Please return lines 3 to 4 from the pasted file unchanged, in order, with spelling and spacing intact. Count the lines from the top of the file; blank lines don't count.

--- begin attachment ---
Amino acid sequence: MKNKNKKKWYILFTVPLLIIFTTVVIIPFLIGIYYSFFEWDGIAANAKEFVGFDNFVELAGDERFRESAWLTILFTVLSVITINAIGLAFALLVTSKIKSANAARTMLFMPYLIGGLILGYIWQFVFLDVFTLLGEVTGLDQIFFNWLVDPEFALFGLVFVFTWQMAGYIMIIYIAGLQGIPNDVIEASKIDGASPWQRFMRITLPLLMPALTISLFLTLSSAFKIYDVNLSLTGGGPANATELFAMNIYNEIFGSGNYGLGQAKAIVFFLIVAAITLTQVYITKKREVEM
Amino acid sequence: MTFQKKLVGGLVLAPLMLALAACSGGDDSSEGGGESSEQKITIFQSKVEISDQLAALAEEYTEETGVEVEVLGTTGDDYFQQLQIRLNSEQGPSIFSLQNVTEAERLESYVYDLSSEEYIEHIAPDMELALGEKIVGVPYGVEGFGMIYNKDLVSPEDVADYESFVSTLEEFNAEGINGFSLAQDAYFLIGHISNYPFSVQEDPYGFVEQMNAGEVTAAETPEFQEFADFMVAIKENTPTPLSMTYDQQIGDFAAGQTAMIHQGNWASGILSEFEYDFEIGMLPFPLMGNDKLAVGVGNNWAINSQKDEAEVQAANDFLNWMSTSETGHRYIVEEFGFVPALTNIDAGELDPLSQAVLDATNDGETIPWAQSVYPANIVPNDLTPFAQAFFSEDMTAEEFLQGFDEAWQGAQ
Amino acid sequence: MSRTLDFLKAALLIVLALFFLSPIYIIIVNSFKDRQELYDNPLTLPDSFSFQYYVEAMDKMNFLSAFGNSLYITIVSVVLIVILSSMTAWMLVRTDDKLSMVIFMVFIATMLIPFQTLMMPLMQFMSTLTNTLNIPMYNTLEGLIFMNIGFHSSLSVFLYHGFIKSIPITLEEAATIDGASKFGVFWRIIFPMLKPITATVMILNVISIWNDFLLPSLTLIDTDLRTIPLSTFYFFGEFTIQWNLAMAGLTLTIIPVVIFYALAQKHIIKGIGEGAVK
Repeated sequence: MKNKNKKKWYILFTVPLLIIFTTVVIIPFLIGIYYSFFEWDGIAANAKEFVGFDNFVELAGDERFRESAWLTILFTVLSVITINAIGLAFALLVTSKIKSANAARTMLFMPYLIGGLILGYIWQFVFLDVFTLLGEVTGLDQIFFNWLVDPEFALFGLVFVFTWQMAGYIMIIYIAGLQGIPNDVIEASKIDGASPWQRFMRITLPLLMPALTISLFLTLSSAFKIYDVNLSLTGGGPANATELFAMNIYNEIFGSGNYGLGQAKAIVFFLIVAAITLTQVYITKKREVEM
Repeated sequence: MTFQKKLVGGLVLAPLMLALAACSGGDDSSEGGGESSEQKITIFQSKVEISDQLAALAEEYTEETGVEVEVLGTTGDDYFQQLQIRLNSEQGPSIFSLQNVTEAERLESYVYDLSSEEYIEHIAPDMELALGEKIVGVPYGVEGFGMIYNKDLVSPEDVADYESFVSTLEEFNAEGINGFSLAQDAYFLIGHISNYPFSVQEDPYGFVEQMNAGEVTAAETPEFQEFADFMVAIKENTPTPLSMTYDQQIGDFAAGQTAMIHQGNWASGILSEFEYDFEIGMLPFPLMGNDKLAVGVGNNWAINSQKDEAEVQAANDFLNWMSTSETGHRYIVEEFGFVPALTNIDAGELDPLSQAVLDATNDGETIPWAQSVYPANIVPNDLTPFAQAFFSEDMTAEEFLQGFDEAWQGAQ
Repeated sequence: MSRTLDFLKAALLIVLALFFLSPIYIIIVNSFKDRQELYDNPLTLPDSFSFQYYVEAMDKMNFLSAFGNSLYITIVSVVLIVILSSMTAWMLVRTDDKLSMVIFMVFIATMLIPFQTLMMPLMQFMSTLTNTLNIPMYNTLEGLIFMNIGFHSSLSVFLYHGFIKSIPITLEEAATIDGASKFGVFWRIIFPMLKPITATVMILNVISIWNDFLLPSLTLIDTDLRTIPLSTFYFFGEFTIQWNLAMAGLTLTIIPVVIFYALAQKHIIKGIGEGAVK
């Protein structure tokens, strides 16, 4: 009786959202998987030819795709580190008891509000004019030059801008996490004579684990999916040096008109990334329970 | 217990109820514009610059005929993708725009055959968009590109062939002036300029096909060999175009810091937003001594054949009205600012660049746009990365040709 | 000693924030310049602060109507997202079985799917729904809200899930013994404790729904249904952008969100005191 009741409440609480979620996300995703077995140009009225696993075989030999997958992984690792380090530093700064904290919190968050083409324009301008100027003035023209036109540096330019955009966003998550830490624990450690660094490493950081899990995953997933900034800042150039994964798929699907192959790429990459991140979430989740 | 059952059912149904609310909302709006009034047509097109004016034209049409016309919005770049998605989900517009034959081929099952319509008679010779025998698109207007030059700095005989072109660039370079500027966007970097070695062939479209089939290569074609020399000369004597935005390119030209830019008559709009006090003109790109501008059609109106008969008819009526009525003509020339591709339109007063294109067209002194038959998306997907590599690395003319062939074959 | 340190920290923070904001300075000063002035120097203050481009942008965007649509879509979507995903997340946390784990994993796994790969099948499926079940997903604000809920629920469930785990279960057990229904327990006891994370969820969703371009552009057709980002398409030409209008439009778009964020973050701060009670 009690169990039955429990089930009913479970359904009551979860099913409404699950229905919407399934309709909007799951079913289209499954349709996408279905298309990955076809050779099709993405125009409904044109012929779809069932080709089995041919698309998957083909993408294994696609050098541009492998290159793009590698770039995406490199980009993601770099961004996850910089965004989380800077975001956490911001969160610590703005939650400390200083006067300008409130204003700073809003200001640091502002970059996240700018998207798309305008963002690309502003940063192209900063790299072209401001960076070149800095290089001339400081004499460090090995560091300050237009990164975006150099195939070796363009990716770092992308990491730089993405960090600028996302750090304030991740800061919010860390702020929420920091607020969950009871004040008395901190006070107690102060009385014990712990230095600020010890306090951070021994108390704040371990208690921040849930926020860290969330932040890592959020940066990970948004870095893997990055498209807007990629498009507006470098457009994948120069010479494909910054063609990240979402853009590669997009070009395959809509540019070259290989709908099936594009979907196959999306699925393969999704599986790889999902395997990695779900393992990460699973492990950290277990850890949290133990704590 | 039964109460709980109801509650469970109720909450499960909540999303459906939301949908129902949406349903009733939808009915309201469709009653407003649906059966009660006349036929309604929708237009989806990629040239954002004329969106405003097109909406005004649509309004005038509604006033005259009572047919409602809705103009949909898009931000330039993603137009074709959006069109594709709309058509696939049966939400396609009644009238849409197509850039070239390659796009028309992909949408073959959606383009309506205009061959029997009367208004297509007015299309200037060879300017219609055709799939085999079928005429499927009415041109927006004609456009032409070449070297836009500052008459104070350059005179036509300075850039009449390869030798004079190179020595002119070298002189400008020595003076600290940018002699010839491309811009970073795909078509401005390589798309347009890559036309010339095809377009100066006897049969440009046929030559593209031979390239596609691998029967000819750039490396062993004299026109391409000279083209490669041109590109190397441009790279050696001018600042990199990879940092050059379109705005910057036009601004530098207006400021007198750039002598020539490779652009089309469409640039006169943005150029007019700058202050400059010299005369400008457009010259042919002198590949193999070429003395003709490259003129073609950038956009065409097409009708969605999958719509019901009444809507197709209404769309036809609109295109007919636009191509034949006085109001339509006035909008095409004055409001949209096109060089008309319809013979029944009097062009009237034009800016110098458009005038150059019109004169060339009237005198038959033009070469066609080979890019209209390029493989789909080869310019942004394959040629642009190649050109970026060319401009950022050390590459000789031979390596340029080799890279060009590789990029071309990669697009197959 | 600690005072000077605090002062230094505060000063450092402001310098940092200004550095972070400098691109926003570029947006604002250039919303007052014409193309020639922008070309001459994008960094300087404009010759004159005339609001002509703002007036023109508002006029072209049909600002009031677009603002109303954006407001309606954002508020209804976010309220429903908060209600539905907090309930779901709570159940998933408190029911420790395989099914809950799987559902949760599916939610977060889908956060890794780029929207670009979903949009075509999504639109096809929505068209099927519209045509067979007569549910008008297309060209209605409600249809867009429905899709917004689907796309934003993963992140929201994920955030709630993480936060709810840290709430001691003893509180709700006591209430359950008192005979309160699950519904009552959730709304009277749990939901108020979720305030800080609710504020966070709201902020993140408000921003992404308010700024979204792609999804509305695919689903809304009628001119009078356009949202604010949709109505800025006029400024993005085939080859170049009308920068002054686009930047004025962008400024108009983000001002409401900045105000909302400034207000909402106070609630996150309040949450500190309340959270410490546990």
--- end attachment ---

Amino acid sequence: MSRTLDFLKAALLIVLALFFLSPIYIIIVNSFKDRQELYDNPLTLPDSFSFQYYVEAMDKMNFLSAFGNSLYITIVSVVLIVILSSMTAWMLVRTDDKLSMVIFMVFIATMLIPFQTLMMPLMQFMSTLTNTLNIPMYNTLEGLIFMNIGFHSSLSVFLYHGFIKSIPITLEEAATIDGASKFGVFWRIIFPMLKPITATVMILNVISIWNDFLLPSLTLIDTDLRTIPLSTFYFFGEFTIQWNLAMAGLTLTIIPVVIFYALAQKHIIKGIGEGAVK
Repeated sequence: MKNKNKKKWYILFTVPLLIIFTTVVIIPFLIGIYYSFFEWDGIAANAKEFVGFDNFVELAGDERFRESAWLTILFTVLSVITINAIGLAFALLVTSKIKSANAARTMLFMPYLIGGLILGYIWQFVFLDVFTLLGEVTGLDQIFFNWLVDPEFALFGLVFVFTWQMAGYIMIIYIAGLQGIPNDVIEASKIDGASPWQRFMRITLPLLMPALTISLFLTLSSAFKIYDVNLSLTGGGPANATELFAMNIYNEIFGSGNYGLGQAKAIVFFLIVAAITLTQVYITKKREVEM